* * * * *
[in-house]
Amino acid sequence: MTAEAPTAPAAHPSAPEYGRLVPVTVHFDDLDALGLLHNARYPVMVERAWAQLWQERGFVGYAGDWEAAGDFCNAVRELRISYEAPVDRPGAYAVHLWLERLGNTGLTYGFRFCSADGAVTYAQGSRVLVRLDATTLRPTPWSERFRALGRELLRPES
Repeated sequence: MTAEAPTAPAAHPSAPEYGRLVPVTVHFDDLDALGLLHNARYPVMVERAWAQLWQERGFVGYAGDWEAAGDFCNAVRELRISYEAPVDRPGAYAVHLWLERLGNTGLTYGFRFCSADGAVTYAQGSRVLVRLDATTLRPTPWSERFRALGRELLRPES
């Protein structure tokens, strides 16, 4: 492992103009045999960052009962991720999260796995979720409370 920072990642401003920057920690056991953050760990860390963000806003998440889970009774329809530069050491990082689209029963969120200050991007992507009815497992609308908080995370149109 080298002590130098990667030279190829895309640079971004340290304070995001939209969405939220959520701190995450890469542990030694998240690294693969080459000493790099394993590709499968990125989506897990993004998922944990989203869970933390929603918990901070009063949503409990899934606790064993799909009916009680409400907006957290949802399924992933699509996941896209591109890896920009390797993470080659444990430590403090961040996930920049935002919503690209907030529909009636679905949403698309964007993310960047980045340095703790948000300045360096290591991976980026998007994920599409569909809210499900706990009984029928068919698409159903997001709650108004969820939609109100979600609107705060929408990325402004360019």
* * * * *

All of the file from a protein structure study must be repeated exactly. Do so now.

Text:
[in-house]
Amino acid sequence: MTAEAPTAPAAHPSAPEYGRLVPVTVHFDDLDALGLLHNARYPVMVERAWAQLWQERGFVGYAGDWEAAGDFCNAVRELRISYEAPVDRPGAYAVHLWLERLGNTGLTYGFRFCSADGAVTYAQGSRVLVRLDATTLRPTPWSERFRALGRELLRPES
Repeated sequence: MTAEAPTAPAAHPSAPEYGRLVPVTVHFDDLDALGLLHNARYPVMVERAWAQLWQERGFVGYAGDWEAAGDFCNAVRELRISYEAPVDRPGAYAVHLWLERLGNTGLTYGFRFCSADGAVTYAQGSRVLVRLDATTLRPTPWSERFRALGRELLRPES
């Protein structure tokens, strides 16, 4: 492992103009045999960052009962991720999260796995979720409370 920072990642401003920057920690056991953050760990860390963000806003998440889970009774329809530069050491990082689209029963969120200050991007992507009815497992609308908080995370149109 080298002590130098990667030279190829895309640079971004340290304070995001939209969405939220959520701190995450890469542990030694998240690294693969080459000493790099394993590709499968990125989506897990993004998922944990989203869970933390929603918990901070009063949503409990899934606790064993799909009916009680409400907006957290949802399924992933699509996941896209591109890896920009390797993470080659444990430590403090961040996930920049935002919503690209907030529909009636679905949403698309964007993310960047980045340095703790948000300045360096290591991976980026998007994920599409569909809210499900706990009984029928068919698409159903997001709650108004969820939609109100979600609107705060929408990325402004360019």